gaminricks87
    @gaminricks87:matrix.org
    [m]
    I can access req.data which returns an object like this : io.undertow.io.UndertowInputStream@6d81f169
    jodersky
    @jodersky
    strange, the bytes method is implemented right in the request class https://github.com/com-lihaoyi/cask/blob/master/cask/src/cask/model/Params.scala#L20
    gaminricks87
    @gaminricks87:matrix.org
    [m]
    for spark i require scala 2.12 and cask latest version i require scala 2.13
    I think bcoz of older version this is not working for me
    Simon Parten
    @Quafadas

    The cask documentatino suggests that a decorator could be used to automagically serialise responses as JSON.
    "
    but you could make it e.g. automatically serialize returned objects to JSON responses via your favorite library, or serialize
    "
    Now, I've gotten this far..

      class writeToDoList(val path: String, val methods: Seq[String])
        extends cask.HttpEndpoint[Seq[Todos], Seq[String]]{    
    
        def wrapFunction(ctx: cask.Request, delegate: Delegate) = {
          delegate(Map()).map{num =>
            cask.Response(upickle.default.write(num))
          }
        }
    
        def wrapPathSegment(s: String) = Seq(s)
    
        type InputParser[T] = cask.endpoints.QueryParamReader[T]
      }

    But obviously, the end goal is extends cask.HttpEndpoint[T, Seq[String]], unfortunately, I can't seem to get the implicit in scope.

    The compiler says "implementation limitation, argument lists more than length 1 are ignored", if I try to add an implicit argument to the decorator class.
    Any suggestions?
    Otherwise, I'd have to write a decorator per return type :-/...

    pingbat
    @pingbat
    Are there any examples of using Cask with a ScalaJS frontend?
    pingbat
    @pingbat
    And with autowire and boopickle if possible! :-)
    Li Haoyi
    @lihaoyi
    @Quafadas IIRC how it works for uPickle is that it takes some type and then an implicit conversion to that type, and the implicit conversion takes the typeclass
    presumably you can do the same thing?
    Simon Parten
    @Quafadas
    @lihaoyi thankyou. I had to squint at this on and off for quite some time, but I think I have what I want now based on your hint.
    k0ala
    @k0ala
    hi all, I have a noob question about cask. I modified the MinimalApplication (0.7.8) to run on port 8484, and can only connect to it on localhost (from within the Ubuntu 20.04 VM where cask is running), but not from outside. However, if I run another http server (such as a with python -m http.server 8484) I can connect fine. Any hints?
    k0ala
    @k0ala
    Ah, I notice that if I override host to "0.0.0.0" I can access from the outside. Not sure if that's recommended, but at least it allows me to try out cask which was my objective :)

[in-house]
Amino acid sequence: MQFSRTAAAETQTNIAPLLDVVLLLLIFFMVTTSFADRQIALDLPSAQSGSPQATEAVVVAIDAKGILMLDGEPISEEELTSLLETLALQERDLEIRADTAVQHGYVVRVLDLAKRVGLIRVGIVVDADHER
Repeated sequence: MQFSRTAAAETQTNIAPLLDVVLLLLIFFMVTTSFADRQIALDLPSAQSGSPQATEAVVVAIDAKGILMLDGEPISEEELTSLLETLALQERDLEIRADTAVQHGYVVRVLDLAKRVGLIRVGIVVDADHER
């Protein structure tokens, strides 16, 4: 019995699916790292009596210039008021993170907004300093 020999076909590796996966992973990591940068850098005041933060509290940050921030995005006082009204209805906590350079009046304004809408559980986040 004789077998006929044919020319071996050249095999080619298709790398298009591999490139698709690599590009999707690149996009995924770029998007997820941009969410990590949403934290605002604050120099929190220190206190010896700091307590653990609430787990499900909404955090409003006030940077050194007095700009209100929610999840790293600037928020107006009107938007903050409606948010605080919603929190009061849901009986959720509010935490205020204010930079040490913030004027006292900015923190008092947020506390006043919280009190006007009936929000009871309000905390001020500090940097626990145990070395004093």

k0ala
    @k0ala
    I am trying to create a route to upload an image file, but so far it's not working: @cask.postForm("/upload") def uploadFile(image: cask.FormFile) = { image.fileName }
    This yields an error when trying to post: scala> requests.post("http://localhost:8080/upload", data=java.nio.file.Paths.get("cat1.jpg")) requests.RequestFailedException: Request to http://localhost:8080/upload failed with status code 400 Unable to parse form data: java.lang.NullPointerException: Cannot invoke "io.undertow.server.handlers.form.FormDataParser.parseBlocking()" because the return value of "io.undertow.server.handlers.form.FormParserFactory.createParser(io.undertow.server.HttpServerExchange)" is null
    Any hints?
    1 reply
    Li Haoyi
    @lihaoyi
    @k0ala looking at the test suite https://github.com/com-lihaoyi/cask/blob/f3fd29a9206cee465812a80fe6bd04c6c63500c2/example/formJsonPost/app/test/src/ExampleTests.scala#L42-L48, cask.FormFile requires you to use the requests.MultiPart data structure to upload, rather than a raw data =
    1 reply
    k0ala
    @k0ala
    @lihaoyi thank you! I guess it doesn't help that I am an http and web noob (in addition to being a cask noob), I only know scala and decided it was time to learn how to make a website :) Btw, do you plan to refresh the "hands-on-scalajs" website sometime? It is very nicely written but outdated
    Li Haoyi
    @lihaoyi
    (the test suite has a lot of good stuff in general; basically every route in every example has a test case that calls it, and AFAIK all of them should pass)
    haha yeah I can tell, localhost vs 0.0.0.0 is something I'd expect non-scala-web-developers to know :)
    I don't have any concrete plans for updating hands-on-scala-js; I'm still a bit burnt out writing hands-on-scala-programming in 2019-2020 era, so not sure I'd be able to pick up a big project like that
    I wrote hands-on-scala-js when my curiosity was stronger, my standards were lower, and my non-work responsibilities were much fewer haha
    k0ala
    @k0ala
    yeah that's understandable, it blows my mind how many things you've produced
    Li Haoyi
    @lihaoyi
    it could definitely do with a refresh, e.g. using Mill instead of SBT, using Cask instead of Akka-HTTP, using DefinitelyScala facades, using some other OSS projects like Slinky,
    k0ala
    @k0ala
    that sounds awesome ;)